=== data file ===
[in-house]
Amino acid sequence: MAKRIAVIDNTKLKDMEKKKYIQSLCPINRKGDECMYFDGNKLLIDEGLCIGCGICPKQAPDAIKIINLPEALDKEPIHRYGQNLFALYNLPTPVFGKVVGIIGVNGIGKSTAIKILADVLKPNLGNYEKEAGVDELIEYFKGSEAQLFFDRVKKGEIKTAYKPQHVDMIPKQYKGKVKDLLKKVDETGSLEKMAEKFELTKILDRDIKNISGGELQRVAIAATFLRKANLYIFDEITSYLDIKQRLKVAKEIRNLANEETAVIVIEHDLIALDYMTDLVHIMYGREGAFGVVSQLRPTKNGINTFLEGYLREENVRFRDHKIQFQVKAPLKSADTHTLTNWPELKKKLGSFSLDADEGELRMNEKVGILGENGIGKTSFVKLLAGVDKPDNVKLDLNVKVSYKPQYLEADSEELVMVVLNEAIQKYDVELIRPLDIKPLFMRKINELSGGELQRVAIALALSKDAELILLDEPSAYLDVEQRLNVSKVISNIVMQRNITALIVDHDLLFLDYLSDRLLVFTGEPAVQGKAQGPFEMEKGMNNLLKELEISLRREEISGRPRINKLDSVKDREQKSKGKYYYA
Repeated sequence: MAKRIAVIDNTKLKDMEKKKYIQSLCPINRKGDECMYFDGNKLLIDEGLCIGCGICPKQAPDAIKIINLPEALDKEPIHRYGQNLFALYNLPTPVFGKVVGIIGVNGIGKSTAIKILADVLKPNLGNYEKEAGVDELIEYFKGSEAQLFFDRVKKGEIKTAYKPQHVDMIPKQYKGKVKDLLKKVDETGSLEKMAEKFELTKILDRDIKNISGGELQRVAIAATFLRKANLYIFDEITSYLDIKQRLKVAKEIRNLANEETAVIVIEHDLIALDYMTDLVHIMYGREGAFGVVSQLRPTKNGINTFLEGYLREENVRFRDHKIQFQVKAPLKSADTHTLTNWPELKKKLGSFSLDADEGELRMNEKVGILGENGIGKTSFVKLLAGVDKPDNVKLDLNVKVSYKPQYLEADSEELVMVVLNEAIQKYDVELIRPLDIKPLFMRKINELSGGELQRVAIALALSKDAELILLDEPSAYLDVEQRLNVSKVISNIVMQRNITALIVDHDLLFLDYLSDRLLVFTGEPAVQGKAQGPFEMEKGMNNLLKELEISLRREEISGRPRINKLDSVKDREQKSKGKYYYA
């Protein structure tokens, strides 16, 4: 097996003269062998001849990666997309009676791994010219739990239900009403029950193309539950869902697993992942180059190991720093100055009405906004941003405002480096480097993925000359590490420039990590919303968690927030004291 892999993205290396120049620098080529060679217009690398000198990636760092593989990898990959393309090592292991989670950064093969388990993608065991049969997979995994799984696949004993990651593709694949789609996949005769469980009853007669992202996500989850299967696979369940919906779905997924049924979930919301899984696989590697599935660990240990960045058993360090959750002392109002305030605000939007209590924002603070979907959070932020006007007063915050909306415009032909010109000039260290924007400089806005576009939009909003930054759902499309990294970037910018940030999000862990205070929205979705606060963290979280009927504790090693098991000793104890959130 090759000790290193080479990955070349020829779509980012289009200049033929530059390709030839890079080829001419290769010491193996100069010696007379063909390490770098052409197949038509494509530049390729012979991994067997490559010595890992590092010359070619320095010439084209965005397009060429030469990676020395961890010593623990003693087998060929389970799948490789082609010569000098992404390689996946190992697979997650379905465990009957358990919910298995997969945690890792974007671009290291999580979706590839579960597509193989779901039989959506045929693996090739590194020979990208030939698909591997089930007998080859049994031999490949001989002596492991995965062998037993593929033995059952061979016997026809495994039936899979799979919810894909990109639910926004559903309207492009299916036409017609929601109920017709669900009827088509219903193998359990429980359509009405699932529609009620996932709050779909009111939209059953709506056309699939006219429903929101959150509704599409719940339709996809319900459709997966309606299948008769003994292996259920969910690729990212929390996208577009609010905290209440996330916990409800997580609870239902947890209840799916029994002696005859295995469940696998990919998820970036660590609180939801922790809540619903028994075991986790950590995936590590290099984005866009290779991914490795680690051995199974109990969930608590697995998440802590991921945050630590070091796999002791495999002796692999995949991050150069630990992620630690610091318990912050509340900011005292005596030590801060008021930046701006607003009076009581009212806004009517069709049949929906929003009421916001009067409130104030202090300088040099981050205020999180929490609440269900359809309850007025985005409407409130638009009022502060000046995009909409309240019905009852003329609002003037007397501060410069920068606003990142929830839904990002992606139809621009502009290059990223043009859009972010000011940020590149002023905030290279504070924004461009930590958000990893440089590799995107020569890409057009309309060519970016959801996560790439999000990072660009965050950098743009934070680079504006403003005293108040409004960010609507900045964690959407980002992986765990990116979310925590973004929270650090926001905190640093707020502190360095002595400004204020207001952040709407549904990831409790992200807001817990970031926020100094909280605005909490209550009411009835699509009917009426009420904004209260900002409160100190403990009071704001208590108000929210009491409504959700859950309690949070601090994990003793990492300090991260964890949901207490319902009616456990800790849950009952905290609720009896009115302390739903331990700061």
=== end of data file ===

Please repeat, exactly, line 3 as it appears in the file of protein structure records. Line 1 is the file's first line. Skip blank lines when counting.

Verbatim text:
Repeated sequence: MAKRIAVIDNTKLKDMEKKKYIQSLCPINRKGDECMYFDGNKLLIDEGLCIGCGICPKQAPDAIKIINLPEALDKEPIHRYGQNLFALYNLPTPVFGKVVGIIGVNGIGKSTAIKILADVLKPNLGNYEKEAGVDELIEYFKGSEAQLFFDRVKKGEIKTAYKPQHVDMIPKQYKGKVKDLLKKVDETGSLEKMAEKFELTKILDRDIKNISGGELQRVAIAATFLRKANLYIFDEITSYLDIKQRLKVAKEIRNLANEETAVIVIEHDLIALDYMTDLVHIMYGREGAFGVVSQLRPTKNGINTFLEGYLREENVRFRDHKIQFQVKAPLKSADTHTLTNWPELKKKLGSFSLDADEGELRMNEKVGILGENGIGKTSFVKLLAGVDKPDNVKLDLNVKVSYKPQYLEADSEELVMVVLNEAIQKYDVELIRPLDIKPLFMRKINELSGGELQRVAIALALSKDAELILLDEPSAYLDVEQRLNVSKVISNIVMQRNITALIVDHDLLFLDYLSDRLLVFTGEPAVQGKAQGPFEMEKGMNNLLKELEISLRREEISGRPRINKLDSVKDREQKSKGKYYYA